With the start of work to construct part of seawalls for land reclamation on the shores of the Henoko area of Nago,Okinawa Prefecture, the project to build a replacement facility for the U.S. Marine Corps Air Station Futenma has entered a critical stage. The work will not only irreparably destroy the natural environment of the site, including the habitat of the critically endangered Okinawa dugong, but also could ignite tenacious resistance from Okinawans, including more legal action by Gov. Takeshi Onaga to halt the construction, further deepening the standoff between the national government and the prefecture.
The Abe administration should stop and think whether it’s the right policy to stick to the Henoko plan as the “only solution” to the Futenma problem. The government should first consider whether it is necessary to build the Henoko facility at a time when the capabilities of the U.S. forces and Self-Defense Forces are being beefed up elsewhere.
The U.S. Air Force has Kadena Air Base on the same island — the largest U.S. military installation in the Asia-Pacific region. In January, the U.S. Marine Corps Air Station Iwakuni in Yamaguchi Prefecture started receiving a squadron of F-35B stealth fighters. Some 60 carrier-borne aircraft will also start moving to Iwakuni in July from the Naval Air Facility Atsugi in Kanagawa Prefecture, increasing the number of aircraft there to about 120. The Ground Self-Defense Force will establish a 3,000-member amphibious strike force, which will include Osprey tilt-rotor aircraft, in Sasebo, Nagasaki Prefecture, in 2018 to defend Okinawa and other islands. These developments seem to weaken the case for building a new base in Okinawa to take over Futenma’s functions.
Under a 2012 Japan-U.S. agreement, 9,000 of 19,000 marines stationed in Okinawa will be transferred overseas — 5,000 to Guam, 2,500 to Australia on a rotational basis and 1,500 to Hawaii, with the transfer to Guam to start in the first half 2020s. If the plan is completed, most of the Marine Corps members remaining in Okinawa will be headquarters personnel stationed around Okinawa Island, except for the 2,000-member 31st Marine Expeditionary Unit, which is headquartered at Camp Hansen, and its support groups, including aircraft at Futenma. The administration should consider whether the 31st MEU, which would rely on the Henoko facility, needs to stay in Okinawa by examining what the planned transfer means in practical terms.
In 2012, Mike Mochizuki, an associate professor at George Washington University, and Michael O’Hanlon, a senior fellow at the Brookings Institution, proposed leaving only 5,000 to 8,000 marines in Okinawa, bringing the rest back to the U.S. and building a helipad on an existing Marine Corps base in Okinawa, in view of strong local opposition to the Henoko plan and the huge expenses of the planned transfer. In February, the New Diplomacy Initiative, a Tokyo think tank, released a report proposing to move the 31st MEU overseas in view of the marine unit’s operations. It stays in Okinawa for less than one-third of the year on average for rest and training. Its main mission is visiting Southeast Asian nations aboard landing ships based in Sasebo to take part in joint training for humanitarian assistance/disaster relief.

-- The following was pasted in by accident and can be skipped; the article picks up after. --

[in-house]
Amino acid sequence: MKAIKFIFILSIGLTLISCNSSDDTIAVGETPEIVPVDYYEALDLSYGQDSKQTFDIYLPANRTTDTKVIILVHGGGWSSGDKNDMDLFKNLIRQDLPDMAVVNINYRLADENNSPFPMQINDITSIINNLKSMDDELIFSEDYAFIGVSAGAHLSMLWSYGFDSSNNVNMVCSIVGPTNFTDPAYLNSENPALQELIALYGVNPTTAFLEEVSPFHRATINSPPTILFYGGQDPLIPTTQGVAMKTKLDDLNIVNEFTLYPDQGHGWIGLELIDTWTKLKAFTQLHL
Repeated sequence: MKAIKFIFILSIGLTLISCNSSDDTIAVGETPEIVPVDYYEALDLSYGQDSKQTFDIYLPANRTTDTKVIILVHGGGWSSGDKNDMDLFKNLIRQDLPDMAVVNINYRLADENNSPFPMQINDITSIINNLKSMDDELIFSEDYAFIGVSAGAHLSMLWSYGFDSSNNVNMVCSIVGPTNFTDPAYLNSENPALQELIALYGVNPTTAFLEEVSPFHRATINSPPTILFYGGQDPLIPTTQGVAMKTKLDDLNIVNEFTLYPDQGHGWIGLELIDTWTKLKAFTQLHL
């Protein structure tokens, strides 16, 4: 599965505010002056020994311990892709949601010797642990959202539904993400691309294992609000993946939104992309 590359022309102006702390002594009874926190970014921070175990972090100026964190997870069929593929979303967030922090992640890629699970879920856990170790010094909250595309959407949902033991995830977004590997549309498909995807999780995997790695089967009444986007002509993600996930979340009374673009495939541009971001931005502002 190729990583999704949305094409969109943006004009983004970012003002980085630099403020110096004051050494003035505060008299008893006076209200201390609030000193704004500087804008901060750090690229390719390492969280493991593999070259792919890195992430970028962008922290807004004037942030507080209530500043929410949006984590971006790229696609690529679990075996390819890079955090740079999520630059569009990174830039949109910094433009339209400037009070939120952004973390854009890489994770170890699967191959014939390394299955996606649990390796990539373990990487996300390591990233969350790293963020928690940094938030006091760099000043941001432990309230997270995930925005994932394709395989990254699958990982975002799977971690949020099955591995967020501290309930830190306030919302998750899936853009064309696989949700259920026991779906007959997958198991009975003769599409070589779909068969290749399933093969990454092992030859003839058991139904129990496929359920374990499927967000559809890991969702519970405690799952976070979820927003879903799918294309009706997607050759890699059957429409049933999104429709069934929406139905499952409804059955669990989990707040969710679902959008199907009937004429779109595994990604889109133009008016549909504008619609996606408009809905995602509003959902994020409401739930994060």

The report says that since a military contingency requires forces much larger in size than the 31st MEU, what is needed is adequate logistical prepositioning and securing the means to transport such forces in emergencies. In addition to moving the 31st MEU abroad, it proposes that Japan provide high-speed transport vessels so that they, along with the Sasebo-based landing ships, can transport the 31st MEU for its operations and create a system under which government funds set aside for the maintenance of marine facilities in Okinawa can also be spent on overseas facilities used by the 31st MEU. The proposal, the think tank says, will make both the Futenma and Henoko facilities unnecessary and cost much less than the Henoko construction.
Given its small space — only 38 percent of the Futenma base — and short runways —1,600 meters compared with Futenma’s 2,800 meters, the Henoko facility cannot handle large-scale humanitarian assistance/disaster relief operations — a key mission of the marines in peacetime — and won’t be capable of contributing to beefing up the transport capabilities of the U.S. forces as a whole. Instead of clinging to the Henoko plan, the Abe administration should at least explore the proposed alternative to the Futenma relocation project, which could prevent its confrontation with Okinawa from developing into a situation in which local sentiment deepens against the U.S. military presence on the island itself.